This art is being used in different important monuments.
Safavid favored this model of Tile Work (Kashi Kari).
Sheikh loft Allah mosque, Abbasi Grand mosque, Abbasi caravansary, Tabriz Kaboud mosque, and parts of Niavaran palace are the monuments where we can see examples of faience tile.
2- Seven-colored Tile Work
Tiles with regular forms and dimensions are set together according to the taste of craftsmen in:
- and hexagon forms.
Black, white, azure, turquoise, red, yellow, and reddish-brown are the common seven- colors that are used in this kind of tile.
Seven-colored tiles are being observed from the Achaemenid period, but have not been used seriously in monuments.
This model of tiling has more speed than the Faience tile and we can see it in religious places.
After the spread of Islam, this model is seen in mosques, especially minarets. Isfahan Chahar Bagh School is one of the monuments where we can see a pretty example of this kind of tile in it.
3- Maagheli Tile Work (Kashi Kari)
Putting together very small tiles that have square or rectangular forms is Maagheli Tile Work.
It is the combination of tiling and brick that minimizes the rate of expansion and contraction of tiles.
Different straight lines in vertical and horizontal axes and sometimes diagonal lines with 45-degree angles and checkered are being used.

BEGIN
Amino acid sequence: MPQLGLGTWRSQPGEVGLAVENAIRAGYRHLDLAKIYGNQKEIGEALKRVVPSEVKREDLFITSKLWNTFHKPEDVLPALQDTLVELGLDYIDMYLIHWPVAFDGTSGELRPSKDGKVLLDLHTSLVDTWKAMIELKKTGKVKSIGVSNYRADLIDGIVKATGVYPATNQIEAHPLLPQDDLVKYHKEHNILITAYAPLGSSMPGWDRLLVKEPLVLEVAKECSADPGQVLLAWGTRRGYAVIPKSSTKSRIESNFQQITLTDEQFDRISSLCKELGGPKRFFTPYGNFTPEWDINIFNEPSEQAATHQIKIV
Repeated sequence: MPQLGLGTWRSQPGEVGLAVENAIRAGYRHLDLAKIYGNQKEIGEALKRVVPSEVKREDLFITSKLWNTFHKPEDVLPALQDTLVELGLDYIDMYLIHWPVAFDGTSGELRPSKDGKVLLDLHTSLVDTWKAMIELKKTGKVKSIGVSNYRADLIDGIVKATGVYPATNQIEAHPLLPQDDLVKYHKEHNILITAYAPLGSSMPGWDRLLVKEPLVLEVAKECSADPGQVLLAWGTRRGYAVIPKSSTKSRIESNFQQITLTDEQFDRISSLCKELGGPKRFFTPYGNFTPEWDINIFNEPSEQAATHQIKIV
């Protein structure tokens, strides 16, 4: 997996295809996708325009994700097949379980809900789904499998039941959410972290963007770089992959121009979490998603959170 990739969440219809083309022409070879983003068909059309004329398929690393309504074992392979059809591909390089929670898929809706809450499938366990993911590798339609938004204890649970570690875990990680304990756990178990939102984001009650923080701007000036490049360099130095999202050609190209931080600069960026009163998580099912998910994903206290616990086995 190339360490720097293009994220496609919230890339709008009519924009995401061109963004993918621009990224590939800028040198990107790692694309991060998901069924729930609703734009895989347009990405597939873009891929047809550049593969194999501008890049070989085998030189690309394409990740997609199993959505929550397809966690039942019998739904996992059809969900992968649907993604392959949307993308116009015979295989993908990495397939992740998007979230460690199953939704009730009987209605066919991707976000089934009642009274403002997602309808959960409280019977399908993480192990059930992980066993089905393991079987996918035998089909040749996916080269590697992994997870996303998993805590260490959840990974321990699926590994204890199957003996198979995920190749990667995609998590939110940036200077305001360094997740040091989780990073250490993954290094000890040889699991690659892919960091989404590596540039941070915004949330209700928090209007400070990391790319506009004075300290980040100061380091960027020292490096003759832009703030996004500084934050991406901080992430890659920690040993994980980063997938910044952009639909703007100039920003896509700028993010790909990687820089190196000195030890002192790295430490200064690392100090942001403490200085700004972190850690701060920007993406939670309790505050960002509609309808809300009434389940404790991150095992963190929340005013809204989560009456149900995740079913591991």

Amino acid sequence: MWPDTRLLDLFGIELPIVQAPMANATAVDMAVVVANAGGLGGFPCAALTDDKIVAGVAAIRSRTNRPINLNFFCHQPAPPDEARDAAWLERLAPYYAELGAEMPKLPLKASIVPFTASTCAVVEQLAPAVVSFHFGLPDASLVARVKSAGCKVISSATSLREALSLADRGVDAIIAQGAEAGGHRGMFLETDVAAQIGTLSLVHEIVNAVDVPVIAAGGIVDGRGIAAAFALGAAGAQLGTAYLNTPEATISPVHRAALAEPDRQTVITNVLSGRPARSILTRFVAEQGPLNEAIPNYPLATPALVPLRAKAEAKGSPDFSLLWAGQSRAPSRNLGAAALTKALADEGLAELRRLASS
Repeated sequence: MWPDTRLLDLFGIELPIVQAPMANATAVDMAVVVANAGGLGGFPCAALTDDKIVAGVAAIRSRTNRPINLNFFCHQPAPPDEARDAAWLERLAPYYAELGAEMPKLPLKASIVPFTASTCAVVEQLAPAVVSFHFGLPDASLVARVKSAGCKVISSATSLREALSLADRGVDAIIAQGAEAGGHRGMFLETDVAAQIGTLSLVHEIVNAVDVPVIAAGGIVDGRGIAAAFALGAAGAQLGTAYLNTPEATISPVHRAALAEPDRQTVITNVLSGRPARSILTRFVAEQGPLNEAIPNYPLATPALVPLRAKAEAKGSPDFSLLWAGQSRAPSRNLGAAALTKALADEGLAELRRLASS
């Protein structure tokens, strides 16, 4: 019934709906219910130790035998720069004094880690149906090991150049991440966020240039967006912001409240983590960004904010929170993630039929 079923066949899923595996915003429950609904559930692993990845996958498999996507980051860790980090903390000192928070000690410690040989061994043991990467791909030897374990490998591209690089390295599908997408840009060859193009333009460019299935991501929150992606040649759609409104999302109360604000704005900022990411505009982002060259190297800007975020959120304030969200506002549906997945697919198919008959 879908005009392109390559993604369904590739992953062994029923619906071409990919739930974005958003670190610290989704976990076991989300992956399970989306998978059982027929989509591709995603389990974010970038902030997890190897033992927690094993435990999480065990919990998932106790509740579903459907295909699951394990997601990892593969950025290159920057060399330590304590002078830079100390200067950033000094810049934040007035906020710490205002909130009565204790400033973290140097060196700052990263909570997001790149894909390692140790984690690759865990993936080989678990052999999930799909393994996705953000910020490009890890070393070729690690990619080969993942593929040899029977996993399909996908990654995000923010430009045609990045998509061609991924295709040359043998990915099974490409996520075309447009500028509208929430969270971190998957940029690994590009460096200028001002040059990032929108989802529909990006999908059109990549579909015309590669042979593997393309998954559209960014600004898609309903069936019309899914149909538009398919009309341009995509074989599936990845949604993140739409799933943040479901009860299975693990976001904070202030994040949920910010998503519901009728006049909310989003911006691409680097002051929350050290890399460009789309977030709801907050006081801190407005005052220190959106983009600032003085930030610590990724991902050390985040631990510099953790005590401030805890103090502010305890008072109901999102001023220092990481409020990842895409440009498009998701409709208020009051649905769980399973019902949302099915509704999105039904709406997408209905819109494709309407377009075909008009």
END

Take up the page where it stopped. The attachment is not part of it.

It is called “Banai” because this tile was ornated with Kufi Banai script and was used in different levels of architectural decorations.
This kind of tiling was invented before Islam’s advent, but it reached to climax in the Islamic period and in the 5th century.
This art can be seen in remaining monuments from Timurid and Ilkhani periods and also in recent works like Imam Reza shrine and Imamzadeh Saleh.
In Isfahan Grand mosque and Ali mosque, there are also inscriptions in this style.
4- Stalactite Tile Work (Kashi Kari)
Stalactite has an important place in Islamic- Iranian architecture.
Totally, stalactite is in the form of a ladder, step by step, and like chandelier pendants.
Stalactite has to build aspect, but over time, it got decorative aspect and used in most of the important monument’s entrances like mosques and bazaars.